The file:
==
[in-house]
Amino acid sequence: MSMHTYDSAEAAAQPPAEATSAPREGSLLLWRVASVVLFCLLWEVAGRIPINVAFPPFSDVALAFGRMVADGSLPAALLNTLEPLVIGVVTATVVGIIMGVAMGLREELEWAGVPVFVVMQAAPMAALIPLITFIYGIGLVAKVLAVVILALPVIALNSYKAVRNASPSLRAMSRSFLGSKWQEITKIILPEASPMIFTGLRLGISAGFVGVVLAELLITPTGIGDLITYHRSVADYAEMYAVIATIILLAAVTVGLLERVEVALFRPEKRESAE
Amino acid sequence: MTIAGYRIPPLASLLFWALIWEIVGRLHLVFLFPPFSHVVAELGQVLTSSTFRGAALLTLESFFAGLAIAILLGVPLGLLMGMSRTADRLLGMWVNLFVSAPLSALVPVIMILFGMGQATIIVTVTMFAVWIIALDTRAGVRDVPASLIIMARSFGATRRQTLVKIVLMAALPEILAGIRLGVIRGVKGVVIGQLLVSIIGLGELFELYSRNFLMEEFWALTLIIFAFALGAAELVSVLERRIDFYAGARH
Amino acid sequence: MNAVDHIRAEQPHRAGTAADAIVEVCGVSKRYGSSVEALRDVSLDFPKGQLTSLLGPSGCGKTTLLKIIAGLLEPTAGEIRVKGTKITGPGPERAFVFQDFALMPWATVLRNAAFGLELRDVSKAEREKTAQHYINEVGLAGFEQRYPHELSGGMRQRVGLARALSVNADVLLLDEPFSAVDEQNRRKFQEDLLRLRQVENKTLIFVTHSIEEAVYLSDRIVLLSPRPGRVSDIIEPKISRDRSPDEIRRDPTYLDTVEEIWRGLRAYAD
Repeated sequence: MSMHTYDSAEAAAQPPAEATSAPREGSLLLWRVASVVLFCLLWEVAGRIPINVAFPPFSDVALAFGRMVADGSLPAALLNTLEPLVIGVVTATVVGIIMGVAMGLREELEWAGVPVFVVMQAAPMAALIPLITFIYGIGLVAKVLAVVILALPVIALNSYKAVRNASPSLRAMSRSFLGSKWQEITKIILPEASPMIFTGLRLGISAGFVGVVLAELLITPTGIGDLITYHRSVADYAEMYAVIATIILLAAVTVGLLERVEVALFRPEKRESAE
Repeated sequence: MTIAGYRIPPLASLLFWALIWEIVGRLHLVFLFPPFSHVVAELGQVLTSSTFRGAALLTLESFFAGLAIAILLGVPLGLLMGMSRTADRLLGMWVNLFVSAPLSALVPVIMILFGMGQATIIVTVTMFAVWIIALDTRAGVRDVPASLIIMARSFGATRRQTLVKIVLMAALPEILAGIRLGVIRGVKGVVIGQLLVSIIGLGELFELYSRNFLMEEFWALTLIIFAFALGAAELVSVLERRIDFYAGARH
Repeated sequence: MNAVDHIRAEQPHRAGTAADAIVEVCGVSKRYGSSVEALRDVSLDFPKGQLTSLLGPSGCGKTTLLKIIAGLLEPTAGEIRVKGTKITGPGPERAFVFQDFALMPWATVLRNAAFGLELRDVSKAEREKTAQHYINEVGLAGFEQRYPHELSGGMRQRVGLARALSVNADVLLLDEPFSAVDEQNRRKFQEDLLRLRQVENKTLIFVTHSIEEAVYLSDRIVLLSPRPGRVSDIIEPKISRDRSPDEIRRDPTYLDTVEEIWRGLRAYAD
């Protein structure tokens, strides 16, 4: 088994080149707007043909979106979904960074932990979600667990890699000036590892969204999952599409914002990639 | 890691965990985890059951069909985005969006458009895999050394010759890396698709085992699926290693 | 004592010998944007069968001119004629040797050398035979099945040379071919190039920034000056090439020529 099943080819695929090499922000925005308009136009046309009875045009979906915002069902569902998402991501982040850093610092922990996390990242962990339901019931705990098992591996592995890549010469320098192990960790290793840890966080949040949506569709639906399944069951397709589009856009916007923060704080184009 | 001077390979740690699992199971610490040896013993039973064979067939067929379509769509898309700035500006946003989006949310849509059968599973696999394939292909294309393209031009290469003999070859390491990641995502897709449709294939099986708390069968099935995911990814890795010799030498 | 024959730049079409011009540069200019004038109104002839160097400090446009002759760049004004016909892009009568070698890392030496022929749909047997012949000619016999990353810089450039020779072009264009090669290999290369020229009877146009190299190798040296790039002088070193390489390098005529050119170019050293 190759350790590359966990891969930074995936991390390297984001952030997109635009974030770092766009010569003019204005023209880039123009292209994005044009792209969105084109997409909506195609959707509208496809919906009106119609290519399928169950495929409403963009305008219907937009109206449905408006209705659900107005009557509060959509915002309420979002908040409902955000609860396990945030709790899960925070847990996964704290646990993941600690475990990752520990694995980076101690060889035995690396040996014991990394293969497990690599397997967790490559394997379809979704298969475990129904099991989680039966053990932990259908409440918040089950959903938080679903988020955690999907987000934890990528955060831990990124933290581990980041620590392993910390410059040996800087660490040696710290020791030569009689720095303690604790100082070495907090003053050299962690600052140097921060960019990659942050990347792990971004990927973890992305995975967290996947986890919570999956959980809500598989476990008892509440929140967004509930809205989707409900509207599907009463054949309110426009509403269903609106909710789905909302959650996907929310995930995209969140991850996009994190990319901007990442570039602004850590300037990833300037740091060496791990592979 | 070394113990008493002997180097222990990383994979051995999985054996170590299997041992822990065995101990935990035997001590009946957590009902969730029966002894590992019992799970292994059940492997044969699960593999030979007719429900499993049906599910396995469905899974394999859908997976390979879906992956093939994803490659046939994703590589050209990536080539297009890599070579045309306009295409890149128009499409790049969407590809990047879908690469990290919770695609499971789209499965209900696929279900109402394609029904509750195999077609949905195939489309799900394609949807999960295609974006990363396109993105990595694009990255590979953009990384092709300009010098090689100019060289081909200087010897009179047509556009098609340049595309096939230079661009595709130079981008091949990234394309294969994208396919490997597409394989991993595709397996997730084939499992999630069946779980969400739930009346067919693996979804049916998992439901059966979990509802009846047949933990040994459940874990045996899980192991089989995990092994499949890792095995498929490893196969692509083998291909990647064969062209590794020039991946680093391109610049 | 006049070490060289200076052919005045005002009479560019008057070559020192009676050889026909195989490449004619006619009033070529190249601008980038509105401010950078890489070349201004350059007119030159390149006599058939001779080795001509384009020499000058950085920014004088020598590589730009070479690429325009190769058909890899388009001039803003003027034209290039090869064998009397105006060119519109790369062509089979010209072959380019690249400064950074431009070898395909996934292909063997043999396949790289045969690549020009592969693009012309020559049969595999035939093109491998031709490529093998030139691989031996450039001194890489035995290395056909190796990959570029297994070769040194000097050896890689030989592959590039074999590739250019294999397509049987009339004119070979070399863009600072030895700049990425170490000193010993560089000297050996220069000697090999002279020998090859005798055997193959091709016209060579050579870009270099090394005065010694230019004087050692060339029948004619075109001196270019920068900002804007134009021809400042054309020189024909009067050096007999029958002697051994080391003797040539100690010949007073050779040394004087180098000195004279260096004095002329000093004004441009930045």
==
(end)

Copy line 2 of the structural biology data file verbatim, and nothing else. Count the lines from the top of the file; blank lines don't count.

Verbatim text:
Amino acid sequence: MSMHTYDSAEAAAQPPAEATSAPREGSLLLWRVASVVLFCLLWEVAGRIPINVAFPPFSDVALAFGRMVADGSLPAALLNTLEPLVIGVVTATVVGIIMGVAMGLREELEWAGVPVFVVMQAAPMAALIPLITFIYGIGLVAKVLAVVILALPVIALNSYKAVRNASPSLRAMSRSFLGSKWQEITKIILPEASPMIFTGLRLGISAGFVGVVLAELLITPTGIGDLITYHRSVADYAEMYAVIATIILLAAVTVGLLERVEVALFRPEKRESAE